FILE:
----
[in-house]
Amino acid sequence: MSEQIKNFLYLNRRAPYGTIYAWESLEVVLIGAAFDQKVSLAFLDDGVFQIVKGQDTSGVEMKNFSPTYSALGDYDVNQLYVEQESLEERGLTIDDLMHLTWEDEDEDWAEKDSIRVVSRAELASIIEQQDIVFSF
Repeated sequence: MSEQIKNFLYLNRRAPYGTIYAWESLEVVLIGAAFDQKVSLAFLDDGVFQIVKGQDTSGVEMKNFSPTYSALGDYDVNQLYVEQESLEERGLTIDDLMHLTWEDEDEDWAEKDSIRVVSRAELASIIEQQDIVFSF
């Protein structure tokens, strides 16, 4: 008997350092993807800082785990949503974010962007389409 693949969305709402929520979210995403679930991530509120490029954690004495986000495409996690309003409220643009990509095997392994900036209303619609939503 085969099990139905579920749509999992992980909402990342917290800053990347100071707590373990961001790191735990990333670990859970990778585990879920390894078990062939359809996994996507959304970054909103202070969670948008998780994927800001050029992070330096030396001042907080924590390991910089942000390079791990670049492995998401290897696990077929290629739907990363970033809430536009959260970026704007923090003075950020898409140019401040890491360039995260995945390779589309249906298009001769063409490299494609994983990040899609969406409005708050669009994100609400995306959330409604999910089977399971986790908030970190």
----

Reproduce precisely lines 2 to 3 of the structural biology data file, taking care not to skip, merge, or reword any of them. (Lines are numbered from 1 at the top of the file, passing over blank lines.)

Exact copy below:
Amino acid sequence: MSEQIKNFLYLNRRAPYGTIYAWESLEVVLIGAAFDQKVSLAFLDDGVFQIVKGQDTSGVEMKNFSPTYSALGDYDVNQLYVEQESLEERGLTIDDLMHLTWEDEDEDWAEKDSIRVVSRAELASIIEQQDIVFSF
Repeated sequence: MSEQIKNFLYLNRRAPYGTIYAWESLEVVLIGAAFDQKVSLAFLDDGVFQIVKGQDTSGVEMKNFSPTYSALGDYDVNQLYVEQESLEERGLTIDDLMHLTWEDEDEDWAEKDSIRVVSRAELASIIEQQDIVFSF